As shown in TABLE 1, the deflection of the LED board 16 is substantial at the midway points across the lower edge. The distortion reaches as much as 0.006 at the plurality of measurement points along the lower edge of the LED board 16. As shown by the test results in TABLE 1, the considerable amount of distortion of the LED board 16 decreases heat transfer from the heat-emitting elements to the heat sink. Due to the flexibility of the LED board 16, a variation of up to (i) 10% in the deflection of the thermally conductive foam and (ii) 22% in the pressure applied to the heat-emitting elements (not shown) and thermally conductive foam severely decreases the effective thermal conductivity for the display.
The frame assemblies 100, as shown in
To install the sign, each of the upper and lower corners of the frame assembly 100 are mounted to the mass transit vehicle to secure the frame assembly 100 from shifting during the transport of passengers. If any portion of the sign, including the LED boards 16 and frame assembly 100, malfunctions, the repair process is very tedious and time-consuming even though the malfunction itself may be trivial. In addition, the frame assemblies 100 typically installed in mass transit vehicles may not adequately withstand many of the stresses associated with a moving vehicle. When these frame assemblies 100 are mounted to the mass transit vehicle, a frame assembly receives the stress and torque from the movement of the mass transit vehicle. When a mass transit vehicle turns, the side walls of the vehicle, ordinarily parallel to each other and perpendicular to the ceiling and floor, may shift angularly relative to the floor and ceiling of the mass transit vehicle so as to be non-perpendicular. In other words, the frame assembly 100 is constrained at the four corners forming a rectangle and stressed toward forming a non-rectangular parallelogram. As understood in the art, an over-constrained sheet metal housing is stressed by the shifting and may be pulled apart or distorted under such forces.
Therefore, there is a need for an easily installed and easily repaired destination sign capable of withstanding the stresses exerted by a mass transit vehicle. There is also a need for a destination sign capable of dissipating heat without causing significant stress to the LED board.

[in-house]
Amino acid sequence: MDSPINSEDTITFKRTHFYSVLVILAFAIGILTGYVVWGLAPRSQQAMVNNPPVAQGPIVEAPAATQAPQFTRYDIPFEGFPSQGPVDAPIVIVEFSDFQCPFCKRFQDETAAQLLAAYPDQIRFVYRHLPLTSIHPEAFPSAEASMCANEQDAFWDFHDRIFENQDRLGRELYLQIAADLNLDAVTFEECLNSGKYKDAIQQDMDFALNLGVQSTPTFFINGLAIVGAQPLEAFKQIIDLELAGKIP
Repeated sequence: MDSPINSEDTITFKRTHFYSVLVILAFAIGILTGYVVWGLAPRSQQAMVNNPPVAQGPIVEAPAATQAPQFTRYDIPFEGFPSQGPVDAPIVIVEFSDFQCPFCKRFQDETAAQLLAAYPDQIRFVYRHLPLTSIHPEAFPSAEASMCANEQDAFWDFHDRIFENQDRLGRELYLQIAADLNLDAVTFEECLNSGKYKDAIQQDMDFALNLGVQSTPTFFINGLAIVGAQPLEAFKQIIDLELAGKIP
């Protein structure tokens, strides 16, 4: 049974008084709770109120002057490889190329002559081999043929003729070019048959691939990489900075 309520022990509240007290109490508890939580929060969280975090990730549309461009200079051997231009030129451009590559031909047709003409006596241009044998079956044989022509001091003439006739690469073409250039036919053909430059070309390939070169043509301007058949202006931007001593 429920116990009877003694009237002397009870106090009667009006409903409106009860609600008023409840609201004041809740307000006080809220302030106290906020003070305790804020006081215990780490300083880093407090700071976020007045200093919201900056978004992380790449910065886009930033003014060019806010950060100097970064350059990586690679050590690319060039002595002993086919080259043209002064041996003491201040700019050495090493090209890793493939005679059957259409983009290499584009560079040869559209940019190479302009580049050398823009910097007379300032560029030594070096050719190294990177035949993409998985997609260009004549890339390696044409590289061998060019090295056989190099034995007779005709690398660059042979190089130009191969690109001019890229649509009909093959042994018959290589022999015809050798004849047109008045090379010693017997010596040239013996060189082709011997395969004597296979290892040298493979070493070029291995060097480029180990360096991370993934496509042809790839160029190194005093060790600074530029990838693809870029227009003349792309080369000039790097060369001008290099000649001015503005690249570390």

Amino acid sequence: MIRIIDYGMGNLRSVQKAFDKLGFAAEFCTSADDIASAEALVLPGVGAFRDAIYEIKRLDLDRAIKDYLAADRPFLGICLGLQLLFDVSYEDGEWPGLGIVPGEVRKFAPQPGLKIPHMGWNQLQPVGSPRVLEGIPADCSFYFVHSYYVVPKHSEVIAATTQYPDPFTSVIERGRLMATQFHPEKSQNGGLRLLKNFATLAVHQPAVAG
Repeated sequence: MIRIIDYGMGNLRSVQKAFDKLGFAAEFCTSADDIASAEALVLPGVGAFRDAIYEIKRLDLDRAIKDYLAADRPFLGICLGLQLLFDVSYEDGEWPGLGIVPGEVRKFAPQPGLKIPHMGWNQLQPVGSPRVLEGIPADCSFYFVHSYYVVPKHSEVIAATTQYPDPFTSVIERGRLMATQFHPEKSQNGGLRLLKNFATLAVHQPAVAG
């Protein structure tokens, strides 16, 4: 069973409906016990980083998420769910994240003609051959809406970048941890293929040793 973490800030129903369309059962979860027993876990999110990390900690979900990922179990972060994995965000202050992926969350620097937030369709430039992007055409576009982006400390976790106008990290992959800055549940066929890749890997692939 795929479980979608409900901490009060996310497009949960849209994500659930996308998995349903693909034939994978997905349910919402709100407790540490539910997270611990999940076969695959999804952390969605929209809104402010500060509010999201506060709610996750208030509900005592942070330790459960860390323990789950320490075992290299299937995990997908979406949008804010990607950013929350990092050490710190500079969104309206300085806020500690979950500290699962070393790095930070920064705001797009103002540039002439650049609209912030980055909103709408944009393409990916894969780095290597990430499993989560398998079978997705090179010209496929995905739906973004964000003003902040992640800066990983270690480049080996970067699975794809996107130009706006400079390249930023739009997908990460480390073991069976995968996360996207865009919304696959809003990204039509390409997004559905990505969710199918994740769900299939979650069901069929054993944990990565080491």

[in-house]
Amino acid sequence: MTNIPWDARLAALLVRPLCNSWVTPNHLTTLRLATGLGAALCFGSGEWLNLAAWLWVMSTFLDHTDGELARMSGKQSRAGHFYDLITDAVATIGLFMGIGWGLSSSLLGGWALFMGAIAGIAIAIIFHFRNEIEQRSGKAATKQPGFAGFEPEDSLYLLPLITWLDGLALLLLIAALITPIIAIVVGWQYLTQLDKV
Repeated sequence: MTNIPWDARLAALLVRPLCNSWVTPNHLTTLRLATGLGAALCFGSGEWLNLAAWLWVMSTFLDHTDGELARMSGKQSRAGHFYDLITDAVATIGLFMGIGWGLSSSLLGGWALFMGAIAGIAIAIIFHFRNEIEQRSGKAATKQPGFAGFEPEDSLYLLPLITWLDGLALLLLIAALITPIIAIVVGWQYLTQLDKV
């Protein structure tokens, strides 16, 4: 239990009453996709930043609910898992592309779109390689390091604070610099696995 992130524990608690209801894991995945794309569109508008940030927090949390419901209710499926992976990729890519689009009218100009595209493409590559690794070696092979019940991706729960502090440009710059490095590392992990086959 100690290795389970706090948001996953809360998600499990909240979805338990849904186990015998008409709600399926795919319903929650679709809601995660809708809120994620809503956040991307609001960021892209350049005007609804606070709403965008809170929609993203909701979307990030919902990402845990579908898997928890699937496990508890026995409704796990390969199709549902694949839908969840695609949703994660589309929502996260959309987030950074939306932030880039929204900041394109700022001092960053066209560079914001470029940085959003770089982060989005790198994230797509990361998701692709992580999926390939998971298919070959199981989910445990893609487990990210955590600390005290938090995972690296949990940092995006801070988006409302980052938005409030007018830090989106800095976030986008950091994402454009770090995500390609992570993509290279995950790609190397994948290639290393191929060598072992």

To remedy the deficiencies of conventional display signs used in mass transit vehicles, the principles of the present invention provides for modular display modules to be mounted to an elongate mounting system in a limited manner to result in minimal stresses to be applied to the display modules, thereby reducing failure rates of the signs and simplifying repair efforts. The elongate mounting system includes at least one mounting surface of a elongate mount and is operable to receive the display modules. The mounting system also includes at least one fastener for securing a single edge of the at least one display module to the elongate mount and at least one mounting bracket that secures the elongate mount to the mass transit vehicle.
The display module is a modular display unit that may include a louver or front plate and LED board (or LCD or flip dot assembly). To dissipate heat from a heat-emitting element (e.g., processor, power amplifier, etc.), at least one substantially continuous pressure member operable to place continuous linear contact to the area of an LED board may be included in the display modules. The display module may also include a thermally conductive foam in contact with the heat-emitting elements of the LED board. A heat sink may be included in the display module to maintain continuous linear contact with the thermally conductive foam to assist in dissipating heat therefrom as understood in the art.
One embodiment of a display sign according to the principles of the present invention includes a elongate mount operable to be mounted on a mass transit vehicle and at least one display module configured to be coupled to the elongate mount and operable to display alphanumeric characters of a variety of fonts including Roman characters, Arabic script, etc. The display module(s) may secured to the elongate mount along a single edge to reduce stresses to the display module(s).
A more complete understanding of the method and apparatus of the present invention may be obtained by reference to the following Detailed Description when taken in conjunction with the accompanying Drawings wherein: